If I ruled the universe, AppleScripters would no longer occupy the bottom rung of the programming ladder. We would command the same respect as upper-tier programmers and we would drive fast cars and date Hollywood hotties. (Male or female, depending on what team you bat for, so to speak.)
If I ruled the universe, Apple would create a true development environment for scripters in which we could create killer OS X applications with AppleScript. ahem Waitaminute, that’s already happened. See what an effective leader I am?
In that case, if I ruled the universe, this new development environment would take on a new look over IB/PB or it would be marketed without a name of its own. With yours truly pulling the proverbial strings at Infinite Loop, I might have considered a user base of AppleScript-only programmers and would have catered more to their approach with this update to Apple’s developer tools. I think it’s a bit confusing to associate a separate name because of the fact that AppleScript will compile in Project Builder. The name “AppleScript Studio” implies a different or separate application, geared to the language and routines to which we’re accustomed.
Under my rule, Project Builder would hide from scripters the elements of the Objective C experience which don’t necessarily apply to them as AppleScripters. If you preferred, said elements would be optionally viewable but hidden by default.
Many of the principles which object-oriented programming veterans consider commonplace (.nib libraries, connecting interface objects, frameworks) are new to even dyed-in-the-wool AppleScripters. Remember, the majority of Mac users use a Mac because they don’t want to worry about programming. Hence, Mac scripters are generally cut from that same cloth. I think a real void exists here and someone needs to write a book to help AppleScript authors move their skills to these more robust tools. Apple’s included “Building Applications with AppleScript Studio” documentation, although thorough in its Watson-application walk-through, makes too many assumptions of prior experience with Cocoa and doesn’t give the necessary background to understand this brave new environment in a Mac scripting context.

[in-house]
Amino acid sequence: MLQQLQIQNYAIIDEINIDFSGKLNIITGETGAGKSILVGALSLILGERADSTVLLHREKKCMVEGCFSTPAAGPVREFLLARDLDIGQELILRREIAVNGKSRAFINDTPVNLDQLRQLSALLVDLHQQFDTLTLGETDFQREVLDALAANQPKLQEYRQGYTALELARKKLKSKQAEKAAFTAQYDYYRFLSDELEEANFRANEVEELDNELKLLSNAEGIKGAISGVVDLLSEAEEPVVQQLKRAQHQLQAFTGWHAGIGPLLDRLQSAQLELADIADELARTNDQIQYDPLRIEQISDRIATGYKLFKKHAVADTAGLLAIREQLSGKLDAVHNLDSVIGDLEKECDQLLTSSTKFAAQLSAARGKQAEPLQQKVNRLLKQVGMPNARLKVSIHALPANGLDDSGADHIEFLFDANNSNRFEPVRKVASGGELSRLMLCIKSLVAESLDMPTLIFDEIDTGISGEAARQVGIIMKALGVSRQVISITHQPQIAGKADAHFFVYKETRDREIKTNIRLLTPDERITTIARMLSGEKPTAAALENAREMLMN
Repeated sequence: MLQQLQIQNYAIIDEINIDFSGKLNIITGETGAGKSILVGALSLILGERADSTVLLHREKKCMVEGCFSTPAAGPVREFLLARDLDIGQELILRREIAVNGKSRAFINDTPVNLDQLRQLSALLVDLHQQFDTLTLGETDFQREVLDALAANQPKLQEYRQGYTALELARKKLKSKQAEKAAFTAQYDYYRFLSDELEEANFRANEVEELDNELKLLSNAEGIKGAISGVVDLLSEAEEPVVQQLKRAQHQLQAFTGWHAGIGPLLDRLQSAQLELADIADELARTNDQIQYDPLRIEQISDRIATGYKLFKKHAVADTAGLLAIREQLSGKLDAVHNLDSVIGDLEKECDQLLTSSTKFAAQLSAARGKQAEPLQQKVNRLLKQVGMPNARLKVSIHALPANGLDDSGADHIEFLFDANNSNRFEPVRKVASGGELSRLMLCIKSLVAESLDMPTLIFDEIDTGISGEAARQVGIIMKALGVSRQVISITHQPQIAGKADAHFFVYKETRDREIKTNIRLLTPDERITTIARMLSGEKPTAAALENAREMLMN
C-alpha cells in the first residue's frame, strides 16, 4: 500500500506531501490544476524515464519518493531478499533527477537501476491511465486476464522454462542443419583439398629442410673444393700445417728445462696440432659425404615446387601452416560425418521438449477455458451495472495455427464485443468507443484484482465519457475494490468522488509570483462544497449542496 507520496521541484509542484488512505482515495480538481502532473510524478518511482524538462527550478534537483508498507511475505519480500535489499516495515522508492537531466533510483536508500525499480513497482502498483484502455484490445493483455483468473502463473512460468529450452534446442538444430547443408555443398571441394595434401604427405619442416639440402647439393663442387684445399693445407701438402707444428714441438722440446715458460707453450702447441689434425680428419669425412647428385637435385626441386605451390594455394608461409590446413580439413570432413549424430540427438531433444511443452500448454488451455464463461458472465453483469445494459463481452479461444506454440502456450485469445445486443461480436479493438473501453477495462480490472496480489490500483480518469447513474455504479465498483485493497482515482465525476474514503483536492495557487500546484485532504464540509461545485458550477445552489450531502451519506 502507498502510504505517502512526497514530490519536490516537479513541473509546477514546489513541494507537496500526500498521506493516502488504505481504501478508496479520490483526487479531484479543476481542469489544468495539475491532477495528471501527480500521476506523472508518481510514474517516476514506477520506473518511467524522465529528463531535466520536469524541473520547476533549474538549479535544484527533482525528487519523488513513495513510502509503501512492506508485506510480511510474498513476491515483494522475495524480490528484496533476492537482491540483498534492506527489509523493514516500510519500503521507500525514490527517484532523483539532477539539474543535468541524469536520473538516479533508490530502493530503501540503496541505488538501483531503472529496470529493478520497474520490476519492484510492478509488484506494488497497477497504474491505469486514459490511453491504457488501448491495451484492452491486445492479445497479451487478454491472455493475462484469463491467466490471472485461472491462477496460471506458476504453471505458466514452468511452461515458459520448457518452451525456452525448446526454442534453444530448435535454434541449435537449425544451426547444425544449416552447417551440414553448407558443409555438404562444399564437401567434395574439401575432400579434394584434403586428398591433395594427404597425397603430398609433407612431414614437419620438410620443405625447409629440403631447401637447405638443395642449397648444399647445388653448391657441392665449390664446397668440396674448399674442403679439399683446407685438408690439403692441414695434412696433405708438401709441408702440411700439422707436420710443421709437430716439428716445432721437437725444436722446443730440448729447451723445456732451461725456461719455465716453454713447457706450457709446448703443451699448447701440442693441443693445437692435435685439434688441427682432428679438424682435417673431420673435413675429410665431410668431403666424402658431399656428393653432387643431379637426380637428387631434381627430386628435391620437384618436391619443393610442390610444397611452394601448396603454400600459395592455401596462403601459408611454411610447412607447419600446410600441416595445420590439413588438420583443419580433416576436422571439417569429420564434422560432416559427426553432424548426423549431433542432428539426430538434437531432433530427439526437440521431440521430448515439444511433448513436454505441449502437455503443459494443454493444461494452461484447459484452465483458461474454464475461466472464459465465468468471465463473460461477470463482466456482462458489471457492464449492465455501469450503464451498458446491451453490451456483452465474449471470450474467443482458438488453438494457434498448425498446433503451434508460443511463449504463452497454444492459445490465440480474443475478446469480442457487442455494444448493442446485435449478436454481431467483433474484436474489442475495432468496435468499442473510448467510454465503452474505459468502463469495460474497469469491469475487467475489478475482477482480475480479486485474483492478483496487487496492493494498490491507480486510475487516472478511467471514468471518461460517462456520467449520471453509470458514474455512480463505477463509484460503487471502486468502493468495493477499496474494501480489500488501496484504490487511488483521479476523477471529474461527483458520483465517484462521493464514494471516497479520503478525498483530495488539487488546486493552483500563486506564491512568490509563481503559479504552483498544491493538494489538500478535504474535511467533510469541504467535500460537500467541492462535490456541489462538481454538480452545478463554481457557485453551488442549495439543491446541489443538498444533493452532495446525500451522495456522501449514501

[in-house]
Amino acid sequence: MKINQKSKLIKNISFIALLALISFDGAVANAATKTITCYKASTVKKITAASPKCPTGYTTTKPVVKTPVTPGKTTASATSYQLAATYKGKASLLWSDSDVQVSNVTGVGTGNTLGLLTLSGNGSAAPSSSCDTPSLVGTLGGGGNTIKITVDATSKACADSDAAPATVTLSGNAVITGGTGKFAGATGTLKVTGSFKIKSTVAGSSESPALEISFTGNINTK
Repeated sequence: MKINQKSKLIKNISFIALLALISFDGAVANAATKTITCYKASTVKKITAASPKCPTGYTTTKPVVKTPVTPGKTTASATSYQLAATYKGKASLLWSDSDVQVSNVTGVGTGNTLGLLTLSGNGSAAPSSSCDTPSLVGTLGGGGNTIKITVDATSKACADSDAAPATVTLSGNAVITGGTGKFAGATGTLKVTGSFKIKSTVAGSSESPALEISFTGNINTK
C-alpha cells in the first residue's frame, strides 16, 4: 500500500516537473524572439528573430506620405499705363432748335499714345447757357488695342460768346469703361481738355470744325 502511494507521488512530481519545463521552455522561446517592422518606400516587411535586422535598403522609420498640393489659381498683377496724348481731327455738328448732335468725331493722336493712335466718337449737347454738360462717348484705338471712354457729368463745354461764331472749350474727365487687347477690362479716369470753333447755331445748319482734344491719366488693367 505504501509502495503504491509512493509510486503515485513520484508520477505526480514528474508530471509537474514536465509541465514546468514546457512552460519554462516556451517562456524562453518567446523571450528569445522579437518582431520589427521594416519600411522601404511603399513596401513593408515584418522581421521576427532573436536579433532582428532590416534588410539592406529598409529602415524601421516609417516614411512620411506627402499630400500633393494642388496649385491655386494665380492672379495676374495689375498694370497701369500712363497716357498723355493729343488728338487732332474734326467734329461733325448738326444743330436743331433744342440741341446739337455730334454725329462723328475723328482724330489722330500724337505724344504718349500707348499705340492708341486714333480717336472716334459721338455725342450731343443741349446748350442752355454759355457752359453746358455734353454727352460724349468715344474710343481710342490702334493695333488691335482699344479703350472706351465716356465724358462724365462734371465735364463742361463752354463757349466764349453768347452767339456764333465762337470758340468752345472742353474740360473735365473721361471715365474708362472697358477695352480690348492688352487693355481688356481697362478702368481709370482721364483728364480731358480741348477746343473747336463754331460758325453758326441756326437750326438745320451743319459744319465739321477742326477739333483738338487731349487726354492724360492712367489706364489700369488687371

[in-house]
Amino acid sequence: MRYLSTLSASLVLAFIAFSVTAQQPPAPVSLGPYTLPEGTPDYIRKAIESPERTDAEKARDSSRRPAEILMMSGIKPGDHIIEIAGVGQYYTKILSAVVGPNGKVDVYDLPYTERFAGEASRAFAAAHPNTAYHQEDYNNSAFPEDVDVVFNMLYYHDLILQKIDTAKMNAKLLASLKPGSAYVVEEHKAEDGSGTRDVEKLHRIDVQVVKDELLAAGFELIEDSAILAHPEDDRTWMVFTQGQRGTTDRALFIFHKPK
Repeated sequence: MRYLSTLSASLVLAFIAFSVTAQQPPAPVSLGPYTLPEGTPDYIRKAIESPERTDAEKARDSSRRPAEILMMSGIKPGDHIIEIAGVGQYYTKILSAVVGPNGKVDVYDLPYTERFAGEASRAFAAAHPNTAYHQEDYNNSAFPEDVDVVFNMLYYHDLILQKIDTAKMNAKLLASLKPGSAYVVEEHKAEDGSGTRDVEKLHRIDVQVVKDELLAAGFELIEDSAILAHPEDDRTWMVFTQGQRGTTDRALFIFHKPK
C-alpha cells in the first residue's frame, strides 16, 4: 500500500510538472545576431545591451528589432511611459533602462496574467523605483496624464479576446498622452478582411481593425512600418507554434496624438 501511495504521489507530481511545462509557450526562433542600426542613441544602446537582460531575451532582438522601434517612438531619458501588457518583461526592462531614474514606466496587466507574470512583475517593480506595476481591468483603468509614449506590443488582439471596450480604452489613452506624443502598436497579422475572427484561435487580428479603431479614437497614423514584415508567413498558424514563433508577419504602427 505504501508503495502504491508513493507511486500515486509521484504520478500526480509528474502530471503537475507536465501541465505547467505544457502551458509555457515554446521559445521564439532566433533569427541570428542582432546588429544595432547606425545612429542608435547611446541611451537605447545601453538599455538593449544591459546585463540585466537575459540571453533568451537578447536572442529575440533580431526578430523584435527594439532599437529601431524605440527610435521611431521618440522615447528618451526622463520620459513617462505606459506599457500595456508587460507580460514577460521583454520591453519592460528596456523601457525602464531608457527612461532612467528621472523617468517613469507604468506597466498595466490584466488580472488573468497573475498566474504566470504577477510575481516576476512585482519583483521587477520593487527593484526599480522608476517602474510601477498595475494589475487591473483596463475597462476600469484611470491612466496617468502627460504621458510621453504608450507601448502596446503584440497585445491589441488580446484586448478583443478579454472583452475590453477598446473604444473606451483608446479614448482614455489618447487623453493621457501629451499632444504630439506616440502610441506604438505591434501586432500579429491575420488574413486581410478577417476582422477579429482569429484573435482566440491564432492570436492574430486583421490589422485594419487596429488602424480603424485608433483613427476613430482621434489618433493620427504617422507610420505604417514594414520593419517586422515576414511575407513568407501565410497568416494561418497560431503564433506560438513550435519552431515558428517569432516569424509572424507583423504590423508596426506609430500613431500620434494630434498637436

As our own Kirk Klingbel put it:
"…I’ve seen samples on the web and it strikes me as mostly a sophisticated use of handlers. When calling it Project Builder, development environments, frameworks and nib libraries, on par with C and other programming and scripting languages - it’s scary, especially to us graphic artists who are only looking for a good fix in a workflow problem that doesn’t involve learning how to program a computer or looking for commercial software or bringing IT into the picture.
But if the details are similar to how to use handlers, it’s still ‘programming for the rest of us’ as has been said. Thus, I see handlers as a good introduction to how Studio, IB and PB is bringing AppleScript up the ladder of languages while still catering to all levels of user. For myself, when I studied other scripts and started building my own instead of recording then modifying them, it was the lessons of handers when I realized I was actually learning how to program."
If I ruled the universe, the tendency to draw a FaceSpan comparison here would be unavoidable. FaceSpan has in the past always been the answer for AppleScript interface building. And, later, with the loyal subjects of oxaxen such as Dialog Director. Dare I say Apple could learn a bit from the fine folks at FaceSpan about bridging this aforementioned gap.
There is an interesting secondary benefit for Mac scripters coming to OS X. With OS 9.x and earlier, it was easy for most users to enable and disable various extensions and OS-level capabilities at will. Unfortunately, that also included AppleScript’s extension. With X, the easily interruptible component model is gone. Sure, you *nix savvy folks can get in there and dig around, but most converts won’t have the wherewithal. This is good for AppleScript as a whole. It will make our projects, scripts, and 'Studio applications far more reliable across a larger base of users. Again, King T.J. presides over harmony.
Finally, as Supreme Czar of the Universe, I would extend time-honored Knighthood to the outstanding citizens at Apple Computer who have bequeathed a bit of their own kingdom to the faithful and made it possible for Mac scripters to make meaningful contributions to the advancement of this revolutionary operating system.
tell application "Finder" display dialog "Be well." end tell